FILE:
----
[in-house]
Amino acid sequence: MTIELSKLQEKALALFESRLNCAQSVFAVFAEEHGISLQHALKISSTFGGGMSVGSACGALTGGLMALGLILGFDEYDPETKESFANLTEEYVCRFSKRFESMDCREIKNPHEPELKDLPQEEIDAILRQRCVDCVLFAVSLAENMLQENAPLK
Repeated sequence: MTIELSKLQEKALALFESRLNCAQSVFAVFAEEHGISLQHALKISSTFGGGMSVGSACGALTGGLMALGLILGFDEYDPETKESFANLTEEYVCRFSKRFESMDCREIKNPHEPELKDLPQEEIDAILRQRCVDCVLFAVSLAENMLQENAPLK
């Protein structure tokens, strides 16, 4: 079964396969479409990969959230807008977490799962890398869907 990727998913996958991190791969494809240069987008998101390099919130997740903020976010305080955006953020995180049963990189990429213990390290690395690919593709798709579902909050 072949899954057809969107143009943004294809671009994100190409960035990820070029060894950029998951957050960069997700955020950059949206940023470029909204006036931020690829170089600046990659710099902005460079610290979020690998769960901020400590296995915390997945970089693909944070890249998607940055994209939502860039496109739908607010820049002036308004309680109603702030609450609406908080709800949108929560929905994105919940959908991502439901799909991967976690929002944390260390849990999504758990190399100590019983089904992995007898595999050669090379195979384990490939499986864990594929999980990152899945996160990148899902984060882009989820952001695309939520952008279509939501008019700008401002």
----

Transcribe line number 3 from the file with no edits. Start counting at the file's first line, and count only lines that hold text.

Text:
Repeated sequence: MTIELSKLQEKALALFESRLNCAQSVFAVFAEEHGISLQHALKISSTFGGGMSVGSACGALTGGLMALGLILGFDEYDPETKESFANLTEEYVCRFSKRFESMDCREIKNPHEPELKDLPQEEIDAILRQRCVDCVLFAVSLAENMLQENAPLK